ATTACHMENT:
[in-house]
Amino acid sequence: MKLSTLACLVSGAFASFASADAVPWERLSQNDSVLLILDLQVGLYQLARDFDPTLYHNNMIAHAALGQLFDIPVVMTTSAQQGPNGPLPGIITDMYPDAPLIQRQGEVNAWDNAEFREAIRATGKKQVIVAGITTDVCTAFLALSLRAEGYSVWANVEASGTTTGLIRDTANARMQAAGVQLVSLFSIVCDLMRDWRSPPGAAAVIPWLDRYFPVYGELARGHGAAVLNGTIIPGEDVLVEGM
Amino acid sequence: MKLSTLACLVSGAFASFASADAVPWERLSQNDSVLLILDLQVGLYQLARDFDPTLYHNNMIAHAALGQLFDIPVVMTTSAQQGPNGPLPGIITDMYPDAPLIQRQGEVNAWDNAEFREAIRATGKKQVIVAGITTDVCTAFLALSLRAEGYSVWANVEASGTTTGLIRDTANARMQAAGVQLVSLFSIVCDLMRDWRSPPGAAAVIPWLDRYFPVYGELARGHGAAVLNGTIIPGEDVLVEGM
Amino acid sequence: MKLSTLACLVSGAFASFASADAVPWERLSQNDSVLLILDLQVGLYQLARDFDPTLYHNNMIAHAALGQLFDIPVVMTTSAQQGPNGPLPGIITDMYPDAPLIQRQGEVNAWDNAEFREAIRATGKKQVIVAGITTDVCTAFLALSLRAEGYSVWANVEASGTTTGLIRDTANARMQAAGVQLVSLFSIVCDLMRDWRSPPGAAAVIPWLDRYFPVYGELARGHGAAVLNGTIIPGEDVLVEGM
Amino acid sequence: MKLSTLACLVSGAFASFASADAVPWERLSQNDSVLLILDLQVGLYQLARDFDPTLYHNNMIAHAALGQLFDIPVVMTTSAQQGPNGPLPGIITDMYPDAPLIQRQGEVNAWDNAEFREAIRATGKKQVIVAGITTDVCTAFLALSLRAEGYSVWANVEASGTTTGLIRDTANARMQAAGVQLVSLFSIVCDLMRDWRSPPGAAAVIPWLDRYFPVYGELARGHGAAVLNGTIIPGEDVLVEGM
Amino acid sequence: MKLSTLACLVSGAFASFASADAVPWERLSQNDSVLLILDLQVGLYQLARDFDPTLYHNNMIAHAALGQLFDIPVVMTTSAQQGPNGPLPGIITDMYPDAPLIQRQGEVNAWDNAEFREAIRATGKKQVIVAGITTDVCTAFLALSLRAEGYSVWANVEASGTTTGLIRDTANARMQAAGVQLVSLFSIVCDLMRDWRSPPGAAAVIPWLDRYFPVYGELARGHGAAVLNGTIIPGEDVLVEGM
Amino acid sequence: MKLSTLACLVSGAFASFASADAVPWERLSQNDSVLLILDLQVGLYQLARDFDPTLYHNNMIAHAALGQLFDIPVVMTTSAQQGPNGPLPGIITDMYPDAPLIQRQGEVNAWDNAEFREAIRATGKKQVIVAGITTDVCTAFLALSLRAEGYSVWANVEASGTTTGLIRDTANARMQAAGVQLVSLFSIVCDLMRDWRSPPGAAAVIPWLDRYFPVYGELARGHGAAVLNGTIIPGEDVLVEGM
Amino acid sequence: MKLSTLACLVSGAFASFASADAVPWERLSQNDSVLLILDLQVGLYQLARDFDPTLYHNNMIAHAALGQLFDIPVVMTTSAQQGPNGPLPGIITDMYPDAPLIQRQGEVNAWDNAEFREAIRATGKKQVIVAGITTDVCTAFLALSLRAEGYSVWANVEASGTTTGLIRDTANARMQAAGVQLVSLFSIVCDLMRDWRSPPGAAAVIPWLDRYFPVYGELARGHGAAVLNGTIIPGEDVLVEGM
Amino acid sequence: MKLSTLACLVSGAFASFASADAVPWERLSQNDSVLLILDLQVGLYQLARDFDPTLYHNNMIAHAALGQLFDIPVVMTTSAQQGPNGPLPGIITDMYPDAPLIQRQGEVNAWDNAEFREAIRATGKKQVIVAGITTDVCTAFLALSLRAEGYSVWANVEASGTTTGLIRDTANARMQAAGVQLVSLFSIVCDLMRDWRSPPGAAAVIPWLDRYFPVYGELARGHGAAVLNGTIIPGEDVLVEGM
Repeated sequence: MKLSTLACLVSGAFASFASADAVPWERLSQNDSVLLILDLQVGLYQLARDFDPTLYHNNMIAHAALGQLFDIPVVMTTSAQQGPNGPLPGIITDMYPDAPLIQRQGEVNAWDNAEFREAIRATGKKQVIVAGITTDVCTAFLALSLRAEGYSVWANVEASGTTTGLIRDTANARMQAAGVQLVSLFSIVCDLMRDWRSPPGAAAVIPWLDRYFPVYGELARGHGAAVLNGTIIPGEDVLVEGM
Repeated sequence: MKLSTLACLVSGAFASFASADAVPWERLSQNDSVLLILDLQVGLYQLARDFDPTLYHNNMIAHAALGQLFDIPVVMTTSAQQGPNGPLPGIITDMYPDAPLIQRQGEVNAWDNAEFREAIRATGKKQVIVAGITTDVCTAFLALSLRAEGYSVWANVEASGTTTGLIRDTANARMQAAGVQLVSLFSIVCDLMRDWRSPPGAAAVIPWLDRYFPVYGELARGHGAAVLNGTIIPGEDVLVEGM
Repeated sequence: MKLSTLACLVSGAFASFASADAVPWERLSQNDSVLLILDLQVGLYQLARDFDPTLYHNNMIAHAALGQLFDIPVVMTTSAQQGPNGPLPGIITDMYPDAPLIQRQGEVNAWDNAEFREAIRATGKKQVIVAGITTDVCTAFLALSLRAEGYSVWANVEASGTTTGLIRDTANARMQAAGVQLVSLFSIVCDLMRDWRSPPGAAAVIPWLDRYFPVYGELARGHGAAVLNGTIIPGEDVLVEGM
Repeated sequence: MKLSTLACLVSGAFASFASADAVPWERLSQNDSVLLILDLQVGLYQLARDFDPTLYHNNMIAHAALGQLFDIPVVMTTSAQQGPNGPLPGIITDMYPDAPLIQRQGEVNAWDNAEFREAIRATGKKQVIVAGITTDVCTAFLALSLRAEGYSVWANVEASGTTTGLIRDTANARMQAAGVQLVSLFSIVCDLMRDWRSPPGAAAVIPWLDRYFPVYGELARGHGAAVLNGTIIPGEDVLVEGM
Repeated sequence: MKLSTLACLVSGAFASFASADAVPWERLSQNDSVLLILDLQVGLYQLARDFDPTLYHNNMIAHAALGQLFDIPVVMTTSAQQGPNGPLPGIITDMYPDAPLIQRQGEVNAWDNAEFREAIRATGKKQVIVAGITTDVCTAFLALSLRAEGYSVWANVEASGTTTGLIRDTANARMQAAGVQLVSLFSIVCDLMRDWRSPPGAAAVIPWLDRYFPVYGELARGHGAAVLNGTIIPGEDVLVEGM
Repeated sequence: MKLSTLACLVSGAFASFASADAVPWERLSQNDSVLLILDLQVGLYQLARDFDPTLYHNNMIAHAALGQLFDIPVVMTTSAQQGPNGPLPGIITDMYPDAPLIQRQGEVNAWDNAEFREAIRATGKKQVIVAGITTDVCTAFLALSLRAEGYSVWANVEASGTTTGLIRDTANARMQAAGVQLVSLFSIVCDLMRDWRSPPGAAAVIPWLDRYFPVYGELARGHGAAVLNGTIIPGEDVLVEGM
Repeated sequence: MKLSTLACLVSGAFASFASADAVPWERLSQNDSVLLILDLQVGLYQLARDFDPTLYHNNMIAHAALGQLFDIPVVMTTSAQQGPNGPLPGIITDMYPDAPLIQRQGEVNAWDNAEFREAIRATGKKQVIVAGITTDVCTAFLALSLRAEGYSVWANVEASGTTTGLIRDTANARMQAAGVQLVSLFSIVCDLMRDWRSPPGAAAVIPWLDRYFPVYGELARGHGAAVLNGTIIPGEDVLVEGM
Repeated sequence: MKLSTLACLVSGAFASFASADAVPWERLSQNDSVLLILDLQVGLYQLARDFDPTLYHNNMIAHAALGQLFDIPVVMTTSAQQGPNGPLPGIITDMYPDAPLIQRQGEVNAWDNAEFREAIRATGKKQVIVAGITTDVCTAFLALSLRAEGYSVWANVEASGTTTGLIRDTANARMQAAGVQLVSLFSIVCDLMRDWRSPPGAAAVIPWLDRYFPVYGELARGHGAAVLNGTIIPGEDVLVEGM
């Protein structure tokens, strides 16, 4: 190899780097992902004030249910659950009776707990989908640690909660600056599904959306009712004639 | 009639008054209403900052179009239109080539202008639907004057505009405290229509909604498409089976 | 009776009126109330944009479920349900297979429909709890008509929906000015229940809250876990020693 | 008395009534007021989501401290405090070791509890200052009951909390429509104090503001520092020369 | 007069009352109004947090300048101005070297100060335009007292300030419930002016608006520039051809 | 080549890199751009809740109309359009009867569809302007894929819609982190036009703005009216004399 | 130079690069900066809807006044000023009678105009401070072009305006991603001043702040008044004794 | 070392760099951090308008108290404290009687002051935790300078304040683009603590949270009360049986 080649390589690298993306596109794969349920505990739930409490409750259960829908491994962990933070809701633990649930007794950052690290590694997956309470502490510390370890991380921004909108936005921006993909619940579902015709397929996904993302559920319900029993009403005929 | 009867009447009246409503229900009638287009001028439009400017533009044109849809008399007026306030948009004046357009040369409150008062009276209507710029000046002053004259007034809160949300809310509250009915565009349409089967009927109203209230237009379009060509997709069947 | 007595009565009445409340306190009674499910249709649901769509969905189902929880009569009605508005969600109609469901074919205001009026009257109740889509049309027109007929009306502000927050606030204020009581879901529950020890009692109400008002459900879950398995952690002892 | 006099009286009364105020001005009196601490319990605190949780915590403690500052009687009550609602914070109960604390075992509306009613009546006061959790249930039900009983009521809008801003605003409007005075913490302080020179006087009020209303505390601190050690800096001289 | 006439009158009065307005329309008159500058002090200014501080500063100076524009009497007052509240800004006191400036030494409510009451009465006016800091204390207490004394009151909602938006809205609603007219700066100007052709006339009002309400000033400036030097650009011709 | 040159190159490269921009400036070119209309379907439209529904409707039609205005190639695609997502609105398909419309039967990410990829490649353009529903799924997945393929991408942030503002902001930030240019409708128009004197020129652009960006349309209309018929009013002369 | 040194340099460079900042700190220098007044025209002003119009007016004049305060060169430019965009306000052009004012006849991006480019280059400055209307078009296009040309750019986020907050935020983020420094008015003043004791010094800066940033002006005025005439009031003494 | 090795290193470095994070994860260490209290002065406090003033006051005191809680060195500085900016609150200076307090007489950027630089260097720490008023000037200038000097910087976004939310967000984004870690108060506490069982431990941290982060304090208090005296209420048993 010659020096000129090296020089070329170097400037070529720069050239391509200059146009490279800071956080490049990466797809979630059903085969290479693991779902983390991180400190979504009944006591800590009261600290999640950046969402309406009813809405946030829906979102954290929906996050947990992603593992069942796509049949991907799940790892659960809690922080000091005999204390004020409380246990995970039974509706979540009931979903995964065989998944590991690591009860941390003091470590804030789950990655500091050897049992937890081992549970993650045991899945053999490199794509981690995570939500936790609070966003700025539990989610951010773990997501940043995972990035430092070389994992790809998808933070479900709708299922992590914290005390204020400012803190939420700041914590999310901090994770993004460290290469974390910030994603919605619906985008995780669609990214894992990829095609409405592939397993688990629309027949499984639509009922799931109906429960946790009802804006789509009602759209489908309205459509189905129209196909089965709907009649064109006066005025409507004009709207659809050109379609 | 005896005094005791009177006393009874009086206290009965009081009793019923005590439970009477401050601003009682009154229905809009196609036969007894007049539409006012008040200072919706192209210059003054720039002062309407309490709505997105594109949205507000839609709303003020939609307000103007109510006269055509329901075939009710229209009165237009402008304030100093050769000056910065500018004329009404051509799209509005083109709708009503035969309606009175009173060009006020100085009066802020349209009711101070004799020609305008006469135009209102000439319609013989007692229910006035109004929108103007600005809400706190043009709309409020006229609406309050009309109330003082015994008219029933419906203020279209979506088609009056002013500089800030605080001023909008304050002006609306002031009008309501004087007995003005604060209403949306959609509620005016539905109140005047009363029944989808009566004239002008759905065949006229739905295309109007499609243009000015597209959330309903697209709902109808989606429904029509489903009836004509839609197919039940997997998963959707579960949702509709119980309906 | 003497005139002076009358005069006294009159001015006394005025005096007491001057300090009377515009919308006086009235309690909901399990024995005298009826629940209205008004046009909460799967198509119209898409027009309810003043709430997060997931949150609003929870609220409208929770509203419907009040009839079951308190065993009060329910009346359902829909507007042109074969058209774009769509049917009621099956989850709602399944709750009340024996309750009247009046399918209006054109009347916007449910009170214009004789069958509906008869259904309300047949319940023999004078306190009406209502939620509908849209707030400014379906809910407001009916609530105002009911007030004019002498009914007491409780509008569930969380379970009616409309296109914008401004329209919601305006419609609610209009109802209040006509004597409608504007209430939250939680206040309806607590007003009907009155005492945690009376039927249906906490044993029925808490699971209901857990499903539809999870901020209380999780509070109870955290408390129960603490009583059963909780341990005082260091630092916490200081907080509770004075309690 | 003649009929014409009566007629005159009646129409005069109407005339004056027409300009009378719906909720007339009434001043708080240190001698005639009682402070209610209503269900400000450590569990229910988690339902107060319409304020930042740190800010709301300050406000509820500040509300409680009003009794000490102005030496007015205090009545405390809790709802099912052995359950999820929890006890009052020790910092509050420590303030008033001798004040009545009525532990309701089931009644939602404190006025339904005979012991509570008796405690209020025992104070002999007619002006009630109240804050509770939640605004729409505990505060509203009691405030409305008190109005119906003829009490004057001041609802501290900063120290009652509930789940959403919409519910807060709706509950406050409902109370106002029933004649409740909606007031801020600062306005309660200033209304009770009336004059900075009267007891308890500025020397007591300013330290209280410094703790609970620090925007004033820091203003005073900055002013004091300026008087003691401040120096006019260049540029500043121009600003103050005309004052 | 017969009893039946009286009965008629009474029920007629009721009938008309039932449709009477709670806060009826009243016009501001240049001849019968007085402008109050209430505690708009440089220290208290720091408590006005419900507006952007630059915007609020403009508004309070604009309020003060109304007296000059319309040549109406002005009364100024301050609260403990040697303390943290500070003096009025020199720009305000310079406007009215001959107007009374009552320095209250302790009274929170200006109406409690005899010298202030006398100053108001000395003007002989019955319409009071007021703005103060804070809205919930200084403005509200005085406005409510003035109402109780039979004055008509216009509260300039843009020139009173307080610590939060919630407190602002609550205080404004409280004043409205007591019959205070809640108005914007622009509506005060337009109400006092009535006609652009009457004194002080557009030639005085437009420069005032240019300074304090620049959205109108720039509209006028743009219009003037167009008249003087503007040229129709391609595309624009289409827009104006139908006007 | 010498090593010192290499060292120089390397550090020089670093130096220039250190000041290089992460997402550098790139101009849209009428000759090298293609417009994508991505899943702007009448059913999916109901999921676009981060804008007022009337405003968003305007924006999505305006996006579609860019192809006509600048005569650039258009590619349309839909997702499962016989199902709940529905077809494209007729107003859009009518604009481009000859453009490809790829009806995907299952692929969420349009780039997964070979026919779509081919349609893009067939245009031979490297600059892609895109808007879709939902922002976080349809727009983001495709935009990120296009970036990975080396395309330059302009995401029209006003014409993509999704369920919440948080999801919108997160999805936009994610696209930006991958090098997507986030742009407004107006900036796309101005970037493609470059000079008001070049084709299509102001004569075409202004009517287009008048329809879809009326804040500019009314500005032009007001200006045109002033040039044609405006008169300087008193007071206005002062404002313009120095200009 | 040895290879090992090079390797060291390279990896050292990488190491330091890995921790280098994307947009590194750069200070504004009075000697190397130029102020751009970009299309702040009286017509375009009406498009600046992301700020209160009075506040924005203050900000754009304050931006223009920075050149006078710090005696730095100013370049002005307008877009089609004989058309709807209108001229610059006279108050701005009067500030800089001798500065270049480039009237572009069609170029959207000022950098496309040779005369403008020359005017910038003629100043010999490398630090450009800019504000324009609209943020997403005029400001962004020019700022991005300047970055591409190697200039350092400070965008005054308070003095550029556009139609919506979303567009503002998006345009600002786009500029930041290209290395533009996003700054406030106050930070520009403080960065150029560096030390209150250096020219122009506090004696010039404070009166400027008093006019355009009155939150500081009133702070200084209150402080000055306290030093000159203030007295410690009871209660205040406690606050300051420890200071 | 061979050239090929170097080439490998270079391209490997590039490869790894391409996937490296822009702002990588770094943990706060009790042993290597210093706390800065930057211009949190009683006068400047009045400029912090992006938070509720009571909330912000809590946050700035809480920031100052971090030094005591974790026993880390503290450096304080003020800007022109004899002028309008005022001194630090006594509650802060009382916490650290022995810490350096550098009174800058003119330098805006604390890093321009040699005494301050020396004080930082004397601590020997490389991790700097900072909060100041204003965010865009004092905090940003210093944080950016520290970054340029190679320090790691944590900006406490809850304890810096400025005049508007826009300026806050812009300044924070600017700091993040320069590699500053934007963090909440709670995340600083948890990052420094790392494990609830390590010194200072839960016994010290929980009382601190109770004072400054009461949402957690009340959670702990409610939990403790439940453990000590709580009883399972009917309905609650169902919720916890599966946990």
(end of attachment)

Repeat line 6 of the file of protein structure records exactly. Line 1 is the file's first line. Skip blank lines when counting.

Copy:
Amino acid sequence: MKLSTLACLVSGAFASFASADAVPWERLSQNDSVLLILDLQVGLYQLARDFDPTLYHNNMIAHAALGQLFDIPVVMTTSAQQGPNGPLPGIITDMYPDAPLIQRQGEVNAWDNAEFREAIRATGKKQVIVAGITTDVCTAFLALSLRAEGYSVWANVEASGTTTGLIRDTANARMQAAGVQLVSLFSIVCDLMRDWRSPPGAAAVIPWLDRYFPVYGELARGHGAAVLNGTIIPGEDVLVEGM